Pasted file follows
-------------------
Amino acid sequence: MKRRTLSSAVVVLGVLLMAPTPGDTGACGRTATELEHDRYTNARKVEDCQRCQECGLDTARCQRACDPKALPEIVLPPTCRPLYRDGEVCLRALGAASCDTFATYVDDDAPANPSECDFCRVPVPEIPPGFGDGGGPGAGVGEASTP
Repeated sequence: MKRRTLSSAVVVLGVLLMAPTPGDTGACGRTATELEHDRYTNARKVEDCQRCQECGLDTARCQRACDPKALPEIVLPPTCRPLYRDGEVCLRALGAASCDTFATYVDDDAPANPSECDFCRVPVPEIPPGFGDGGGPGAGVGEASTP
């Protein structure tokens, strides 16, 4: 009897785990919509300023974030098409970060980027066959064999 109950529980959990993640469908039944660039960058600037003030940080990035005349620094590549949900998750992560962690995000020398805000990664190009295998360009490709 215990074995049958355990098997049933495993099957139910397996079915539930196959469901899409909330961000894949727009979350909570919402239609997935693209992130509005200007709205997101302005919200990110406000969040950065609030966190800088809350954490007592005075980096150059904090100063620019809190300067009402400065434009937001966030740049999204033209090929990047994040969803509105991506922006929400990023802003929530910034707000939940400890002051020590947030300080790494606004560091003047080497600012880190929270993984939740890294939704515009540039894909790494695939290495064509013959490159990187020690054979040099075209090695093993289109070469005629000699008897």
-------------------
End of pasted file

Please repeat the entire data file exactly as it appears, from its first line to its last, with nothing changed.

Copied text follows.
Amino acid sequence: MKRRTLSSAVVVLGVLLMAPTPGDTGACGRTATELEHDRYTNARKVEDCQRCQECGLDTARCQRACDPKALPEIVLPPTCRPLYRDGEVCLRALGAASCDTFATYVDDDAPANPSECDFCRVPVPEIPPGFGDGGGPGAGVGEASTP
Repeated sequence: MKRRTLSSAVVVLGVLLMAPTPGDTGACGRTATELEHDRYTNARKVEDCQRCQECGLDTARCQRACDPKALPEIVLPPTCRPLYRDGEVCLRALGAASCDTFATYVDDDAPANPSECDFCRVPVPEIPPGFGDGGGPGAGVGEASTP
């Protein structure tokens, strides 16, 4: 009897785990919509300023974030098409970060980027066959064999 109950529980959990993640469908039944660039960058600037003030940080990035005349620094590549949900998750992560962690995000020398805000990664190009295998360009490709 215990074995049958355990098997049933495993099957139910397996079915539930196959469901899409909330961000894949727009979350909570919402239609997935693209992130509005200007709205997101302005919200990110406000969040950065609030966190800088809350954490007592005075980096150059904090100063620019809190300067009402400065434009937001966030740049999204033209090929990047994040969803509105991506922006929400990023802003929530910034707000939940400890002051020590947030300080790494606004560091003047080497600012880190929270993984939740890294939704515009540039894909790494695939290495064509013959490159990187020690054979040099075209090695093993289109070469005629000699008897």